Best Practices

Timely Financial Reporting

GFOA recommends that governments improve the timeliness of financial reports.

Financial reports are intended to meet the needs of decision makers. Accordingly, timeliness is identified as one of the characteristics of information in financial reporting in Concepts Statement No. 1 of the Governmental Accounting Standards Board (GASB), Objectives of Financial Reporting. To accomplish this objective, financial reports must be available in time to inform decision making. Therefore, financial reports should be published as soon as possible after the end of the reporting period.

Timely financial reporting requires careful, yearlong planning and monitoring1 (e.g., data processing, audit field work) and cannot be reduced to a well-managed busy season. The need for timeliness has to be balanced against the need for reliability, which also was identified as one of the characteristics of information in financial reporting identified in GASB Concepts Statement No. 1. While governments certainly should not sacrifice reliability for timeliness, minor gains in precision ought not to be purchased at the price of indefinite delay. GASB Concepts Statement No. 1 says that “Sometimes a timely estimate is more useful than precise information that takes a long time to produce” (e.g., accounting estimates).

Legislative deadlines for submitting financial statements should be viewed as a minimum standard rather than as an ideal objective. The same holds true for the submission deadlines used by various award programs such as the GFOA’s Certificate of Achievement for Excellence in Financial Reporting Program.

The additional cost of more timely financial reporting (e.g., additional staff and overtime) should be considered. As always, the cost incurred should never exceed the benefits anticipated.

GFOA recommends that governments improve the timeliness of financial reports by following the strategies listed below:

1. Recording activity throughout the year

  • Transaction processing. A government should undertake a process of monthly, quarterly, and annual reviews to ensure the ongoing completeness and accuracy of the data it collects. This process should include appropriate reconciliations to identify adjustments, as well as financial analysis of interim management reports to identify anomalous or incomplete data to be corrected. This verification process should be particularly useful in identifying amounts to be estimated as part of the annual verification process so that the data required to make those year-end estimates can be collected throughout the period. Also, this process should facilitate recording certain adjustments for converting governmental fund financials to government-wide financials, for example, capital assets and related depreciation, and changes in long-term liabilities (issuances and repayments), throughout the year rather than after the fiscal year has ended.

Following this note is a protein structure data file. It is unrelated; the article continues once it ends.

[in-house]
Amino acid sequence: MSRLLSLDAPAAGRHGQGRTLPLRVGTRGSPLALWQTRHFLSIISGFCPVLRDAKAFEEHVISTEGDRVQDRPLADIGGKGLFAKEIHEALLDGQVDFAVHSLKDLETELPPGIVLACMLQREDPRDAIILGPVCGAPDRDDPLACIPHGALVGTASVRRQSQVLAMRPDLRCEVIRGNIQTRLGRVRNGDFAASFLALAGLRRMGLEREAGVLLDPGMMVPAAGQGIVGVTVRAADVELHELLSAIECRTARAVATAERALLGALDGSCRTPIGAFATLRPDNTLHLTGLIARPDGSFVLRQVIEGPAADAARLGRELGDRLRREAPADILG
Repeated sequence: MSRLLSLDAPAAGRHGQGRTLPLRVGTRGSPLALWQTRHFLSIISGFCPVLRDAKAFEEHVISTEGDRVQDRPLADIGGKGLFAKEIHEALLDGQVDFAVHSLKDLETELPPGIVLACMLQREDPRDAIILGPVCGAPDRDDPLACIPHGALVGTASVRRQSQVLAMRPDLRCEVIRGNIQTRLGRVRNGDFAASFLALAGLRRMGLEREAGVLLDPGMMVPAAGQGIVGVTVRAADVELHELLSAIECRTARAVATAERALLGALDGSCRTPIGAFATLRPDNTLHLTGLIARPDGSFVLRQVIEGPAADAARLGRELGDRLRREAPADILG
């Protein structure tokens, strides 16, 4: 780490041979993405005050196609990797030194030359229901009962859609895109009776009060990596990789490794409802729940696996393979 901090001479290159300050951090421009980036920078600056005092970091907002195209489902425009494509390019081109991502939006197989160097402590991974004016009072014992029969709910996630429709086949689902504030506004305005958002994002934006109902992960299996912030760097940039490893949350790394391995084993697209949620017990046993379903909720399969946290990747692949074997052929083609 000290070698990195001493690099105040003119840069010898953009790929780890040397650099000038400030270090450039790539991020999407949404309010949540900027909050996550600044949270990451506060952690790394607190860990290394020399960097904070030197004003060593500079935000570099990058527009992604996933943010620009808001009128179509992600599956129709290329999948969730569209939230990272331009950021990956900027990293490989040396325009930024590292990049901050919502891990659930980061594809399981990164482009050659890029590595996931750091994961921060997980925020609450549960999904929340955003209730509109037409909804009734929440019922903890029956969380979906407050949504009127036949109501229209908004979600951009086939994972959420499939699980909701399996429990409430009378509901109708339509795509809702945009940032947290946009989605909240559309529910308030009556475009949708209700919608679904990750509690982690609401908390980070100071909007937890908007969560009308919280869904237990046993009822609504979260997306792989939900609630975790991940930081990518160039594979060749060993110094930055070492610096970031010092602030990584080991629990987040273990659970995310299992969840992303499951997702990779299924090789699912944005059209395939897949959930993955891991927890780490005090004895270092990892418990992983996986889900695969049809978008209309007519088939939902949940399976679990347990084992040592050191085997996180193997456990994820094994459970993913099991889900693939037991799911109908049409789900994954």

• Checklists.  Governments should use a period-end closing checklist to ensure that all the necessary steps to perform the close are completed and assigned to an individual.  The checklist should encompass the journal entries required to close each period, the reconciliations and account analysis to be performed.  The checklist should also include scheduling the annual audit and the list of audit workpapers (in hard or electronic form) that are to be completed by the government (sometimes referred to as “prepared by client” or PBC workpapers).
  • Accounting policies and procedures. The government’s documented accounting policies and procedures should (1) identify those items that may need to be estimated and (2) set forth the specific steps (including significant assumptions) to be followed in preparing each different kind of estimate. The procedures should specifically address when these items should be handled during the year; as part of the initial year end closing process, or in the adjustment and analysis process immediately prior to the final year-end closing process.
  • Document filing.  As workpapers and audit schedules are completed, they should be stored and saved in a logical manner that also facilitates an orderly preparation and review process.

2. Closing and financial statement preparation processing